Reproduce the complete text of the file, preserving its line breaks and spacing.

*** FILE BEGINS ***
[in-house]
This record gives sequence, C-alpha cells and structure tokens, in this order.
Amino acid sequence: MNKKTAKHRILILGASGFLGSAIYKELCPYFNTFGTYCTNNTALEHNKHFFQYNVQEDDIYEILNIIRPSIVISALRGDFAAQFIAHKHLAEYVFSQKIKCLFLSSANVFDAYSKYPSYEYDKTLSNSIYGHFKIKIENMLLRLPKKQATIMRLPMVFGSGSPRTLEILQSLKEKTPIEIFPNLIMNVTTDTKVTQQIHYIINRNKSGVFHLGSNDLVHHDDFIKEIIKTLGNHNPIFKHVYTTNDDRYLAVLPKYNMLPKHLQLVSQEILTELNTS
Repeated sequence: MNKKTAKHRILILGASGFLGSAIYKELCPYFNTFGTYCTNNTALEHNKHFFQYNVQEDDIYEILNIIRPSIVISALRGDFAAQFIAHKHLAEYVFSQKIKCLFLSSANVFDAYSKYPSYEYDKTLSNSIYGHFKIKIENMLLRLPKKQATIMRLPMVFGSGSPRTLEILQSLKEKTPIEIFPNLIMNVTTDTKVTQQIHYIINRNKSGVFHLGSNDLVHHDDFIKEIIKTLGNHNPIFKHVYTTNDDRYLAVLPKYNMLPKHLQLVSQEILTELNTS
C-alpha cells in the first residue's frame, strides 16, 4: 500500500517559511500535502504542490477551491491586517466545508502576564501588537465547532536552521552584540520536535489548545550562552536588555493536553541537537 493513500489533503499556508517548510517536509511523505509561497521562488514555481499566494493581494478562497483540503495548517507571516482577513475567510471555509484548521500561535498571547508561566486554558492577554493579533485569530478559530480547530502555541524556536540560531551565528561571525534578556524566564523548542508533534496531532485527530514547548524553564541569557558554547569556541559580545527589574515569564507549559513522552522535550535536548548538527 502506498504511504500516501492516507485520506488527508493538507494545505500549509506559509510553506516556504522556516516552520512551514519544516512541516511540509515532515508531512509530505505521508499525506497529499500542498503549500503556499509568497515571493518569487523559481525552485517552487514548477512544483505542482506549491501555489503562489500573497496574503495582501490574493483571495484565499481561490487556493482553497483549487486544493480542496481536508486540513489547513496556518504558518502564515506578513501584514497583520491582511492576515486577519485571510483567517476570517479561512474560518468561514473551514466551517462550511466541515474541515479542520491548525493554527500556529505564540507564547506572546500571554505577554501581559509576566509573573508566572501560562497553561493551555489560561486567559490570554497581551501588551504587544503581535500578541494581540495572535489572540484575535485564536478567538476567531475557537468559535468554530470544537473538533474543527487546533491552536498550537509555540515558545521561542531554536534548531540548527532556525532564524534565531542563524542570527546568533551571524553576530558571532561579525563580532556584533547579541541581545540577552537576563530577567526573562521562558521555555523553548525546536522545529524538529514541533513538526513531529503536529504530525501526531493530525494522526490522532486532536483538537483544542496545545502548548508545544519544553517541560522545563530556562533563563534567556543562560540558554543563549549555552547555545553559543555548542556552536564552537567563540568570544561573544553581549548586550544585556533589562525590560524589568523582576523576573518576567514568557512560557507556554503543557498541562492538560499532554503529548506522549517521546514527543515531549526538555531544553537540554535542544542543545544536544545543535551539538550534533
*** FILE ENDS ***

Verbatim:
[in-house]
This record gives sequence, C-alpha cells and structure tokens, in this order.
Amino acid sequence: MNKKTAKHRILILGASGFLGSAIYKELCPYFNTFGTYCTNNTALEHNKHFFQYNVQEDDIYEILNIIRPSIVISALRGDFAAQFIAHKHLAEYVFSQKIKCLFLSSANVFDAYSKYPSYEYDKTLSNSIYGHFKIKIENMLLRLPKKQATIMRLPMVFGSGSPRTLEILQSLKEKTPIEIFPNLIMNVTTDTKVTQQIHYIINRNKSGVFHLGSNDLVHHDDFIKEIIKTLGNHNPIFKHVYTTNDDRYLAVLPKYNMLPKHLQLVSQEILTELNTS
Repeated sequence: MNKKTAKHRILILGASGFLGSAIYKELCPYFNTFGTYCTNNTALEHNKHFFQYNVQEDDIYEILNIIRPSIVISALRGDFAAQFIAHKHLAEYVFSQKIKCLFLSSANVFDAYSKYPSYEYDKTLSNSIYGHFKIKIENMLLRLPKKQATIMRLPMVFGSGSPRTLEILQSLKEKTPIEIFPNLIMNVTTDTKVTQQIHYIINRNKSGVFHLGSNDLVHHDDFIKEIIKTLGNHNPIFKHVYTTNDDRYLAVLPKYNMLPKHLQLVSQEILTELNTS
C-alpha cells in the first residue's frame, strides 16, 4: 500500500517559511500535502504542490477551491491586517466545508502576564501588537465547532536552521552584540520536535489548545550562552536588555493536553541537537 493513500489533503499556508517548510517536509511523505509561497521562488514555481499566494493581494478562497483540503495548517507571516482577513475567510471555509484548521500561535498571547508561566486554558492577554493579533485569530478559530480547530502555541524556536540560531551565528561571525534578556524566564523548542508533534496531532485527530514547548524553564541569557558554547569556541559580545527589574515569564507549559513522552522535550535536548548538527 502506498504511504500516501492516507485520506488527508493538507494545505500549509506559509510553506516556504522556516516552520512551514519544516512541516511540509515532515508531512509530505505521508499525506497529499500542498503549500503556499509568497515571493518569487523559481525552485517552487514548477512544483505542482506549491501555489503562489500573497496574503495582501490574493483571495484565499481561490487556493482553497483549487486544493480542496481536508486540513489547513496556518504558518502564515506578513501584514497583520491582511492576515486577519485571510483567517476570517479561512474560518468561514473551514466551517462550511466541515474541515479542520491548525493554527500556529505564540507564547506572546500571554505577554501581559509576566509573573508566572501560562497553561493551555489560561486567559490570554497581551501588551504587544503581535500578541494581540495572535489572540484575535485564536478567538476567531475557537468559535468554530470544537473538533474543527487546533491552536498550537509555540515558545521561542531554536534548531540548527532556525532564524534565531542563524542570527546568533551571524553576530558571532561579525563580532556584533547579541541581545540577552537576563530577567526573562521562558521555555523553548525546536522545529524538529514541533513538526513531529503536529504530525501526531493530525494522526490522532486532536483538537483544542496545545502548548508545544519544553517541560522545563530556562533563563534567556543562560540558554543563549549555552547555545553559543555548542556552536564552537567563540568570544561573544553581549548586550544585556533589562525590560524589568523582576523576573518576567514568557512560557507556554503543557498541562492538560499532554503529548506522549517521546514527543515531549526538555531544553537540554535542544542543545544536544545543535551539538550534533